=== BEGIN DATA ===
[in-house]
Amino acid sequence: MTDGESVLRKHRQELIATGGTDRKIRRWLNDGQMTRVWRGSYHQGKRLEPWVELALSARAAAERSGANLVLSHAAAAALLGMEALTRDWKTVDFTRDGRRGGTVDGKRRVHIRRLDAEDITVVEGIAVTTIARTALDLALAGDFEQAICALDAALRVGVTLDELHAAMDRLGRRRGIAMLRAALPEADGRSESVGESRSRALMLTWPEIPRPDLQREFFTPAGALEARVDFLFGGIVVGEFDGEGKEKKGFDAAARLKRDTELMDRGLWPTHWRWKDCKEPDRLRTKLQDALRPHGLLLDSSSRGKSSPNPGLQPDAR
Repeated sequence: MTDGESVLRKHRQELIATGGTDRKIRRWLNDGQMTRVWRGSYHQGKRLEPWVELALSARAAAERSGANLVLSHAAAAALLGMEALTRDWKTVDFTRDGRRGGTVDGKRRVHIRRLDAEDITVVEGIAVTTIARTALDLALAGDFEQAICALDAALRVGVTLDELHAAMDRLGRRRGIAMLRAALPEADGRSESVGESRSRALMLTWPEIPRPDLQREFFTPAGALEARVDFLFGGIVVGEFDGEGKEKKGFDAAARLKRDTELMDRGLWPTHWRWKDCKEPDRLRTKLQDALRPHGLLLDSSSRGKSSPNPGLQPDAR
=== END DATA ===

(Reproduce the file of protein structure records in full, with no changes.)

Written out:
[in-house]
Amino acid sequence: MTDGESVLRKHRQELIATGGTDRKIRRWLNDGQMTRVWRGSYHQGKRLEPWVELALSARAAAERSGANLVLSHAAAAALLGMEALTRDWKTVDFTRDGRRGGTVDGKRRVHIRRLDAEDITVVEGIAVTTIARTALDLALAGDFEQAICALDAALRVGVTLDELHAAMDRLGRRRGIAMLRAALPEADGRSESVGESRSRALMLTWPEIPRPDLQREFFTPAGALEARVDFLFGGIVVGEFDGEGKEKKGFDAAARLKRDTELMDRGLWPTHWRWKDCKEPDRLRTKLQDALRPHGLLLDSSSRGKSSPNPGLQPDAR
Repeated sequence: MTDGESVLRKHRQELIATGGTDRKIRRWLNDGQMTRVWRGSYHQGKRLEPWVELALSARAAAERSGANLVLSHAAAAALLGMEALTRDWKTVDFTRDGRRGGTVDGKRRVHIRRLDAEDITVVEGIAVTTIARTALDLALAGDFEQAICALDAALRVGVTLDELHAAMDRLGRRRGIAMLRAALPEADGRSESVGESRSRALMLTWPEIPRPDLQREFFTPAGALEARVDFLFGGIVVGEFDGEGKEKKGFDAAARLKRDTELMDRGLWPTHWRWKDCKEPDRLRTKLQDALRPHGLLLDSSSRGKSSPNPGLQPDAR